Sorrell leaves the sentence unfinished but what he means is
that, despite his admiration for all that Ecclestone achieved, he believes there’s
a lot more to come from Formula 1.
Sorrell’s professional interest in sport is longstanding (as
for his personal interest, he still skis and plays cricket at age 72, but “too
little,” he says). Early in his career he worked briefly for IMG (he tells an
anecdote of how Mark McCormack, IMG’s legendary founder, would never pay more
for a set of rights than a client or sponsor), and WPP owns or has stakes in a
wide range of sports agencies and companies, including ESP, Imagina (owner of
Mediapro, the Spanish sports rights and production agency), CSM Sport &
Entertainment, Bruin Sports Capital and Deltatre (which Bruin recently
acquired) and TSE Consulting.
I begin to ask him about his rationale for acquiring so many companies in sport, but he breaks in to say that, actually, however many they are, it’s “not enough! If I look at all the various events mentioned – the Olympics, World Cup, Formula 1, NFL, NBA – whichever sport we’re talking about, the sponsor opportunities, advertising opportunities, merchandising opportunities, activation, data, media opportunities are phenomenal. Their audiences are very much those that our clients wish to engage with. In a world where health and wellness are becoming increasingly important, if you’re looking for a purpose, sports offer a healthier mind and body [WPP is also known for its large healthcare division].”
What we’re trying to do is find things that emotionally motivate people. There’s nothing wrong or immoral about differentiating a product
So, as the chief of an advertising agency, what does sport mean to him? Does he regard the consumer as being armour-plated against advertising, and sport as a chink in that armour? Sorrell looks at me for a moment. “That’s very cynical,” he says. “What we’re trying to do is find things that emotionally motivate people. There’s nothing wrong or immoral about differentiating a product.”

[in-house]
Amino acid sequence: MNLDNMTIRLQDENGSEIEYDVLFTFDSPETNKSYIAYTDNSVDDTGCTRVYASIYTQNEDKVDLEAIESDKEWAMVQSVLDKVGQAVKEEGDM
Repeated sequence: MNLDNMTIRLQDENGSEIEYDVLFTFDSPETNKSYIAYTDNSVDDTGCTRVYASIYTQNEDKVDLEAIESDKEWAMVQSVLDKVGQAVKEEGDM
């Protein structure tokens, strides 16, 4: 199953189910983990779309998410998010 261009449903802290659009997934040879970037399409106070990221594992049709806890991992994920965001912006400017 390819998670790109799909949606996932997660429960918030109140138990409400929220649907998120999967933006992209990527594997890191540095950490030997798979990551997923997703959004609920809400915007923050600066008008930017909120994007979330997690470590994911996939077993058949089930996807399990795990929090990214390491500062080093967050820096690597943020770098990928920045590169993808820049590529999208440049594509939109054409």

He then tells a perhaps surprising anecdote about the recent
terrorist bombing in Manchester, which appears to contradict the rhetoric of ‘A
City United’ that emerged from the tragedy, in reference to the city’s two
famous soccer teams, but conversely illustrates the power of sporting
allegiances. Sorrell had watched a film, he said, in which, in the immediate
aftermath of the explosion, a bystander told a victim, ‘Are you red or blue?
Because if you’re red I’ll help you, but if you’re blue I won’t’.
“Even in that moment, with a life-threatening injury, that discussion
shows how deep those loyalties are,” Sorrell says. “Manchester United’s performance
in Stockholm [days after the attack the club won the Uefa Europa League final
in the Swedish city] is a good example. The attack motivated the players.
“Establishing that connection with the consumer: the
phenomenon is very powerful. People are enjoying themselves, they’re relaxed, they’re
in receiving mode, they’re prepared to receive messages and make connections.
It enables you to build sometimes a physical and sometimes an emotional
relationship. It makes you feel good. Someone once said, ‘Doing good is good
In his SportAccord speech Sorrell advised sports leaders to
“examine your purpose.” So what does he think is sport’s purpose? “To make people
emotionally feel better, to enjoy themselves,” he says. “At the end of the day
that’s what it is. If you’re working hard during the week and your team wins at
the weekend you feel better about it. If Manchester United had lost in
Stockholm, it would have been a downer.”
Then, perhaps sensing that this description risks sounding,
well, trivial, he adds: “It’s a way of emotionally connecting to people and players
who are highly motivated to win. It’s about emotion. It’s about motivation and connection
to people who are not just enjoying themselves but through sport living a better
life. Look at most of our companies and health and wellness and social responsibility
are becoming very important.”